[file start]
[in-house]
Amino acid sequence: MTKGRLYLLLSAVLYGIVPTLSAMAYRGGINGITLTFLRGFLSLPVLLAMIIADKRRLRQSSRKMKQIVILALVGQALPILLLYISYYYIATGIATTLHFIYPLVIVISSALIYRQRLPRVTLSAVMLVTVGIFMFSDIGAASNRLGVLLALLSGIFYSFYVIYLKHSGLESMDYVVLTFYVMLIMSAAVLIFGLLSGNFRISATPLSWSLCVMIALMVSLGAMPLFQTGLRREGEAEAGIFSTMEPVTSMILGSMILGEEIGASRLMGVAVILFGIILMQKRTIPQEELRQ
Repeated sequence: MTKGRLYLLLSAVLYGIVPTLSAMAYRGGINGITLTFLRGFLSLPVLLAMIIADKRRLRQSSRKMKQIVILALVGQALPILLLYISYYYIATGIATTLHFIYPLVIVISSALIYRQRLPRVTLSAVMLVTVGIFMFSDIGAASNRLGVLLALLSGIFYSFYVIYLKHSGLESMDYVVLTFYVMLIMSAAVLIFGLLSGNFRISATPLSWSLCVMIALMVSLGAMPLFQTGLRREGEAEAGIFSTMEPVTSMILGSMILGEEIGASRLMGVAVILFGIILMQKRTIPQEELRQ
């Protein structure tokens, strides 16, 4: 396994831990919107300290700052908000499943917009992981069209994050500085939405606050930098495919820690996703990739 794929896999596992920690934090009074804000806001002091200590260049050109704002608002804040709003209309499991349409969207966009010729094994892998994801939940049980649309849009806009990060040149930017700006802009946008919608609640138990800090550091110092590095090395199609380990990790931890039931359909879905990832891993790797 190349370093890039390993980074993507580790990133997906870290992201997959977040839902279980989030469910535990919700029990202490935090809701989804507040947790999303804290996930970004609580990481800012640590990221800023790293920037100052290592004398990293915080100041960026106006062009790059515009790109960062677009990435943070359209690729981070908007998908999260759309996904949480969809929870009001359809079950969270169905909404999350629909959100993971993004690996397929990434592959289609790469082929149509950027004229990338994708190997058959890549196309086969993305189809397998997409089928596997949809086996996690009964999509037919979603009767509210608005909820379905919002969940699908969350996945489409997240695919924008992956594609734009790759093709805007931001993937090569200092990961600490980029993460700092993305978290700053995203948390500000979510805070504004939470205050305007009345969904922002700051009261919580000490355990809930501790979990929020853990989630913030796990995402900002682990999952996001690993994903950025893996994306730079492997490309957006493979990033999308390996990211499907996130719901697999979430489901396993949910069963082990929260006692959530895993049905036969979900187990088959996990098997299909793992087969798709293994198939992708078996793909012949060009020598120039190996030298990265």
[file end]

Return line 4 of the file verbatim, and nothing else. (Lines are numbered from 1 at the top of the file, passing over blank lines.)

């Protein structure tokens, strides 16, 4: 396994831990919107300290700052908000499943917009992981069209994050500085939405606050930098495919820690996703990739 794929896999596992920690934090009074804000806001002091200590260049050109704002608002804040709003209309499991349409969207966009010729094994892998994801939940049980649309849009806009990060040149930017700006802009946008919608609640138990800090550091110092590095090395199609380990990790931890039931359909879905990832891993790797 190349370093890039390993980074993507580790990133997906870290992201997959977040839902279980989030469910535990919700029990202490935090809701989804507040947790999303804290996930970004609580990481800012640590990221800023790293920037100052290592004398990293915080100041960026106006062009790059515009790109960062677009990435943070359209690729981070908007998908999260759309996904949480969809929870009001359809079950969270169905909404999350629909959100993971993004690996397929990434592959289609790469082929149509950027004229990338994708190997058959890549196309086969993305189809397998997409089928596997949809086996996690009964999509037919979603009767509210608005909820379905919002969940699908969350996945489409997240695919924008992956594609734009790759093709805007931001993937090569200092990961600490980029993460700092993305978290700053995203948390500000979510805070504004939470205050305007009345969904922002700051009261919580000490355990809930501790979990929020853990989630913030796990995402900002682990999952996001690993994903950025893996994306730079492997490309957006493979990033999308390996990211499907996130719901697999979430489901396993949910069963082990929260006692959530895993049905036969979900187990088959996990098997299909793992087969798709293994198939992708078996793909012949060009020598120039190996030298990265």